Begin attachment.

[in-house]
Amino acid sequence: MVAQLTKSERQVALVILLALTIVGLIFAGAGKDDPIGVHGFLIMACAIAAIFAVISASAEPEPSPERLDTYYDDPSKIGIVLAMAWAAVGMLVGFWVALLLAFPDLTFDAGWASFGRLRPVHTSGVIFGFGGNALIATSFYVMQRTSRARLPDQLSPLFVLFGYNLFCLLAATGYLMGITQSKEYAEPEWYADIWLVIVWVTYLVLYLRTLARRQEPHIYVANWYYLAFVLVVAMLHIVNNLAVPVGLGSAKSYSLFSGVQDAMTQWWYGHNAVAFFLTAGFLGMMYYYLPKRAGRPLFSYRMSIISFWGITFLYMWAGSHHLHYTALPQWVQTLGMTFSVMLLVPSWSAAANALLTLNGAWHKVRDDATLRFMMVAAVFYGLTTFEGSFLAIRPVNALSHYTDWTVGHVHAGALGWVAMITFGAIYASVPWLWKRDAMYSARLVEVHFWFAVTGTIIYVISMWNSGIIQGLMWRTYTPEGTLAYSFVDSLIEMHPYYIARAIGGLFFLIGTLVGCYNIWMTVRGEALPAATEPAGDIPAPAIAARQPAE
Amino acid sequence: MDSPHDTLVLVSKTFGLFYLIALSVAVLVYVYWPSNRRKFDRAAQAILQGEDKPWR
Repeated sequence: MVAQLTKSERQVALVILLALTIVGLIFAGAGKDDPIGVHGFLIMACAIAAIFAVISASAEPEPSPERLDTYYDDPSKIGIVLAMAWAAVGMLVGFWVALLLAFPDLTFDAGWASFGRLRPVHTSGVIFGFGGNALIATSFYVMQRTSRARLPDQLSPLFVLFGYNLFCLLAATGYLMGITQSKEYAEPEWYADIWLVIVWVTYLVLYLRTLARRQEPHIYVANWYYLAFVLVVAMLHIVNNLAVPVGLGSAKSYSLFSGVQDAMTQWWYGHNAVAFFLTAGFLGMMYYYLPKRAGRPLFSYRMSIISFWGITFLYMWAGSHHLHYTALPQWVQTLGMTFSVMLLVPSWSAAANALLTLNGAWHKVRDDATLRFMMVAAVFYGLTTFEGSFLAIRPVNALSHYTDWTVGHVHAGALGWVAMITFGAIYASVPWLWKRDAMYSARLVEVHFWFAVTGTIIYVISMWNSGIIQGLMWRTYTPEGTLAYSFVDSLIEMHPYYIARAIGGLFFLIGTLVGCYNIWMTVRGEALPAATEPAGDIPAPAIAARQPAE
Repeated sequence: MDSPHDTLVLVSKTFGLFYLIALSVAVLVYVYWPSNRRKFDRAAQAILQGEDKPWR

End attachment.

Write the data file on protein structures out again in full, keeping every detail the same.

[in-house]
Amino acid sequence: MVAQLTKSERQVALVILLALTIVGLIFAGAGKDDPIGVHGFLIMACAIAAIFAVISASAEPEPSPERLDTYYDDPSKIGIVLAMAWAAVGMLVGFWVALLLAFPDLTFDAGWASFGRLRPVHTSGVIFGFGGNALIATSFYVMQRTSRARLPDQLSPLFVLFGYNLFCLLAATGYLMGITQSKEYAEPEWYADIWLVIVWVTYLVLYLRTLARRQEPHIYVANWYYLAFVLVVAMLHIVNNLAVPVGLGSAKSYSLFSGVQDAMTQWWYGHNAVAFFLTAGFLGMMYYYLPKRAGRPLFSYRMSIISFWGITFLYMWAGSHHLHYTALPQWVQTLGMTFSVMLLVPSWSAAANALLTLNGAWHKVRDDATLRFMMVAAVFYGLTTFEGSFLAIRPVNALSHYTDWTVGHVHAGALGWVAMITFGAIYASVPWLWKRDAMYSARLVEVHFWFAVTGTIIYVISMWNSGIIQGLMWRTYTPEGTLAYSFVDSLIEMHPYYIARAIGGLFFLIGTLVGCYNIWMTVRGEALPAATEPAGDIPAPAIAARQPAE
Amino acid sequence: MDSPHDTLVLVSKTFGLFYLIALSVAVLVYVYWPSNRRKFDRAAQAILQGEDKPWR
Repeated sequence: MVAQLTKSERQVALVILLALTIVGLIFAGAGKDDPIGVHGFLIMACAIAAIFAVISASAEPEPSPERLDTYYDDPSKIGIVLAMAWAAVGMLVGFWVALLLAFPDLTFDAGWASFGRLRPVHTSGVIFGFGGNALIATSFYVMQRTSRARLPDQLSPLFVLFGYNLFCLLAATGYLMGITQSKEYAEPEWYADIWLVIVWVTYLVLYLRTLARRQEPHIYVANWYYLAFVLVVAMLHIVNNLAVPVGLGSAKSYSLFSGVQDAMTQWWYGHNAVAFFLTAGFLGMMYYYLPKRAGRPLFSYRMSIISFWGITFLYMWAGSHHLHYTALPQWVQTLGMTFSVMLLVPSWSAAANALLTLNGAWHKVRDDATLRFMMVAAVFYGLTTFEGSFLAIRPVNALSHYTDWTVGHVHAGALGWVAMITFGAIYASVPWLWKRDAMYSARLVEVHFWFAVTGTIIYVISMWNSGIIQGLMWRTYTPEGTLAYSFVDSLIEMHPYYIARAIGGLFFLIGTLVGCYNIWMTVRGEALPAATEPAGDIPAPAIAARQPAE
Repeated sequence: MDSPHDTLVLVSKTFGLFYLIALSVAVLVYVYWPSNRRKFDRAAQAILQGEDKPWR